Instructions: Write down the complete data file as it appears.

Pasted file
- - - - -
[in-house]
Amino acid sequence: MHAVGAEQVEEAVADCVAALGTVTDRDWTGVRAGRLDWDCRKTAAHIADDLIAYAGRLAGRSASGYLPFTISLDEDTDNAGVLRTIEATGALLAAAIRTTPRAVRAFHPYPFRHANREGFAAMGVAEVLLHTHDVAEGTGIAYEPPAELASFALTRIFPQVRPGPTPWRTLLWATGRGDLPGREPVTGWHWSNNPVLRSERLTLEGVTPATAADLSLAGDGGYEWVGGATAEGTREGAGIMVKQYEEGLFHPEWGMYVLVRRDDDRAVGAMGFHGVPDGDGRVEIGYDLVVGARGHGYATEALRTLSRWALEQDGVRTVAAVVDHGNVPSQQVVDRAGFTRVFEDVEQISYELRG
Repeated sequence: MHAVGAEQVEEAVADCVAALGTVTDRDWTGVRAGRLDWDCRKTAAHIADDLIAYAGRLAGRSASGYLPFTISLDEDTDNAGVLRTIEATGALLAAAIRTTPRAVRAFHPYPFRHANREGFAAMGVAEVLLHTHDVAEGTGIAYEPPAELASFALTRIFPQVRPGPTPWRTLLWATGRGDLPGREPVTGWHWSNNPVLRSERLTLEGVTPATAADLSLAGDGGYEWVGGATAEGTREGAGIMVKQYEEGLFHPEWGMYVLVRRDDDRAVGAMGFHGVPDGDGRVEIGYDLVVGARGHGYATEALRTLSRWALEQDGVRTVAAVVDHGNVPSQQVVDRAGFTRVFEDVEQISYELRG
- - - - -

[in-house]
Amino acid sequence: MHAVGAEQVEEAVADCVAALGTVTDRDWTGVRAGRLDWDCRKTAAHIADDLIAYAGRLAGRSASGYLPFTISLDEDTDNAGVLRTIEATGALLAAAIRTTPRAVRAFHPYPFRHANREGFAAMGVAEVLLHTHDVAEGTGIAYEPPAELASFALTRIFPQVRPGPTPWRTLLWATGRGDLPGREPVTGWHWSNNPVLRSERLTLEGVTPATAADLSLAGDGGYEWVGGATAEGTREGAGIMVKQYEEGLFHPEWGMYVLVRRDDDRAVGAMGFHGVPDGDGRVEIGYDLVVGARGHGYATEALRTLSRWALEQDGVRTVAAVVDHGNVPSQQVVDRAGFTRVFEDVEQISYELRG
Repeated sequence: MHAVGAEQVEEAVADCVAALGTVTDRDWTGVRAGRLDWDCRKTAAHIADDLIAYAGRLAGRSASGYLPFTISLDEDTDNAGVLRTIEATGALLAAAIRTTPRAVRAFHPYPFRHANREGFAAMGVAEVLLHTHDVAEGTGIAYEPPAELASFALTRIFPQVRPGPTPWRTLLWATGRGDLPGREPVTGWHWSNNPVLRSERLTLEGVTPATAADLSLAGDGGYEWVGGATAEGTREGAGIMVKQYEEGLFHPEWGMYVLVRRDDDRAVGAMGFHGVPDGDGRVEIGYDLVVGARGHGYATEALRTLSRWALEQDGVRTVAAVVDHGNVPSQQVVDRAGFTRVFEDVEQISYELRG